To WTO or Not to WTO?

By June 23, 2009Policy Experts, Trade

The United States and the European Union today initiated World Trade Organization (WTO) dispute settlement procedures against China for it trade-distorting export restrictions on critical raw materials. Those materials, such as coking coal, are vital inputs to U.S. and other manufacturing, and China’s action has hiked world prices for those inputs while holding China’s internal prices down. That gives China an unfair competitive advantage and is directly contrary to the promises that China made when it joined the WTO. (See Ambassador Kirk’s statement, USTR materials.)

America’s manufacturers have been hurt by these practices, and the National Association of Manufacturers (NAM) has pressed the U.S. Government to take action to get China to stop. As our press release today indicates, we strongly support the action taken today.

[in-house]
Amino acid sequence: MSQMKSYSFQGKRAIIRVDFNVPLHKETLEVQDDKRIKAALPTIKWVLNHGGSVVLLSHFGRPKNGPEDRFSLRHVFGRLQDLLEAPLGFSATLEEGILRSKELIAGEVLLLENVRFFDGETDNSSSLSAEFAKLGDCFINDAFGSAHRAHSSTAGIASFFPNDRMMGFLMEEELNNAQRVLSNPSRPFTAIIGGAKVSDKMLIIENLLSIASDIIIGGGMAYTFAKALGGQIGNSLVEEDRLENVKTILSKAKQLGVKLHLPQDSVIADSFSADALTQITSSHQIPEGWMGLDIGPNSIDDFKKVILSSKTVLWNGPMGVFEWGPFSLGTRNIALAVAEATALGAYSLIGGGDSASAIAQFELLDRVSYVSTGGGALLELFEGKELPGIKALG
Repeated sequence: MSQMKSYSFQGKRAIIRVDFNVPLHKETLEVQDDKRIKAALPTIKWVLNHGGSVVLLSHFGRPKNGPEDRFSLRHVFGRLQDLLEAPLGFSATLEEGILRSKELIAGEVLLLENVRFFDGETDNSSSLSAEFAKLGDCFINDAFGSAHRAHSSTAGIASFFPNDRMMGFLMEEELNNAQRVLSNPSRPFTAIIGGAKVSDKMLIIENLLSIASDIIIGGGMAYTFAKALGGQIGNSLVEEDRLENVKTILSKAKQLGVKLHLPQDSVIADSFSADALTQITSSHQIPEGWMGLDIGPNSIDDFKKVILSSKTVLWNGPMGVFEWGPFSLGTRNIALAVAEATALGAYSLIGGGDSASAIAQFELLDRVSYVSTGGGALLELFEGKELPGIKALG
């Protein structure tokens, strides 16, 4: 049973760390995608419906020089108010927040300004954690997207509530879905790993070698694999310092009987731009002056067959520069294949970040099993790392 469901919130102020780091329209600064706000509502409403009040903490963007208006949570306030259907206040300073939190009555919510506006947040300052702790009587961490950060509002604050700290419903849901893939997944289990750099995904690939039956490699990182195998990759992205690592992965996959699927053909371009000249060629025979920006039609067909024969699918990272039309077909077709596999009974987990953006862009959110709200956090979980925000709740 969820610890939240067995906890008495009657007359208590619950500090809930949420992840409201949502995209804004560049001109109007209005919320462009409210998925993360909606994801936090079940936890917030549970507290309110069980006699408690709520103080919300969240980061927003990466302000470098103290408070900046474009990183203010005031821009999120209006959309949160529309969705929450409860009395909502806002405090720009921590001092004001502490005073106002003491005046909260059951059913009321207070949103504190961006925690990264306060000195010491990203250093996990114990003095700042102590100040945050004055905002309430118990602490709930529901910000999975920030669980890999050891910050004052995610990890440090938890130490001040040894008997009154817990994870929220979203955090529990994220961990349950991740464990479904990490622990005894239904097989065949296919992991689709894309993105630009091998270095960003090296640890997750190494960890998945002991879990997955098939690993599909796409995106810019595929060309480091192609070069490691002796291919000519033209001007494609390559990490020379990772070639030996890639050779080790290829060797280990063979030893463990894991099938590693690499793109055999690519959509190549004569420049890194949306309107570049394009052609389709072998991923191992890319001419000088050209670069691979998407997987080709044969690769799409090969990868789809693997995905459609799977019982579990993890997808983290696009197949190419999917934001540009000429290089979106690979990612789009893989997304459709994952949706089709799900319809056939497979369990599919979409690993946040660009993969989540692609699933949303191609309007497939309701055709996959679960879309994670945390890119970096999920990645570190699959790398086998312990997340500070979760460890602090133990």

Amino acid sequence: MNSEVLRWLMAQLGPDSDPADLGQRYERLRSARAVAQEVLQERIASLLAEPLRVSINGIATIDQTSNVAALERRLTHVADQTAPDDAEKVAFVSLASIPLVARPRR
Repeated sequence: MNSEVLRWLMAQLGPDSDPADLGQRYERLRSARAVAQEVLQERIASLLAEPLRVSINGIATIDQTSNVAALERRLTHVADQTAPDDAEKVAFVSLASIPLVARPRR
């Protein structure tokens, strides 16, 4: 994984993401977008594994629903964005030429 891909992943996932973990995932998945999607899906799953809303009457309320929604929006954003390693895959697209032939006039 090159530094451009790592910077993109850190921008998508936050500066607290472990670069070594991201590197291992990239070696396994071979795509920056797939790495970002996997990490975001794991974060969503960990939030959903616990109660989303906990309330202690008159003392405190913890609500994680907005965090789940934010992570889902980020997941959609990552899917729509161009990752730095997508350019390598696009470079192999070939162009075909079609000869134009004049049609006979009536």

I am surprised, though, at some of the press reaction feeling this is a negative step. For example, the Guardian’s website has a headline screaming, “China and U.S. head for trade war.” Ridiculous. The WTO dispute settlement mechanism is in effect the international trade court for the world — the impartial place you go to resolve trade disputes so you don’t have to have a trade war.

While I am sure China will say they haven’t done anything wrong and will contest the charges before the WTO, China’s past record on settling and complying with WTO cases has been pretty good. I expect that they will abide by whatever decision the WTO makes this time, though it would be really good if China recognized they are in the wrong and voluntarily came into compliance.

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